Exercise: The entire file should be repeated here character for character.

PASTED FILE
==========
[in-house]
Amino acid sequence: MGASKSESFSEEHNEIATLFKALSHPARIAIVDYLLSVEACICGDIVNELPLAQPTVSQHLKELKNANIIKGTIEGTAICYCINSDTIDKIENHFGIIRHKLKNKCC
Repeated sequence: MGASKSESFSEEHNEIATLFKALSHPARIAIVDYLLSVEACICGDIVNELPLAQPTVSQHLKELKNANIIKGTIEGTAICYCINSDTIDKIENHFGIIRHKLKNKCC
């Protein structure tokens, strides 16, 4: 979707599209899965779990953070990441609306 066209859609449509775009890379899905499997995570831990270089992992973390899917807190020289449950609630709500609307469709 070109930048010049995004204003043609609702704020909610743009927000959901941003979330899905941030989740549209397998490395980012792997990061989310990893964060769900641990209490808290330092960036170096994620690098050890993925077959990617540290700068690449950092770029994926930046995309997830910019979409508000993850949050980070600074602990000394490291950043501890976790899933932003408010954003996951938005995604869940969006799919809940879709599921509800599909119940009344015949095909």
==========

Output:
[in-house]
Amino acid sequence: MGASKSESFSEEHNEIATLFKALSHPARIAIVDYLLSVEACICGDIVNELPLAQPTVSQHLKELKNANIIKGTIEGTAICYCINSDTIDKIENHFGIIRHKLKNKCC
Repeated sequence: MGASKSESFSEEHNEIATLFKALSHPARIAIVDYLLSVEACICGDIVNELPLAQPTVSQHLKELKNANIIKGTIEGTAICYCINSDTIDKIENHFGIIRHKLKNKCC
């Protein structure tokens, strides 16, 4: 979707599209899965779990953070990441609306 066209859609449509775009890379899905499997995570831990270089992992973390899917807190020289449950609630709500609307469709 070109930048010049995004204003043609609702704020909610743009927000959901941003979330899905941030989740549209397998490395980012792997990061989310990893964060769900641990209490808290330092960036170096994620690098050890993925077959990617540290700068690449950092770029994926930046995309997830910019979409508000993850949050980070600074602990000394490291950043501890976790899933932003408010954003996951938005995604869940969006799919809940879709599921509800599909119940009344015949095909």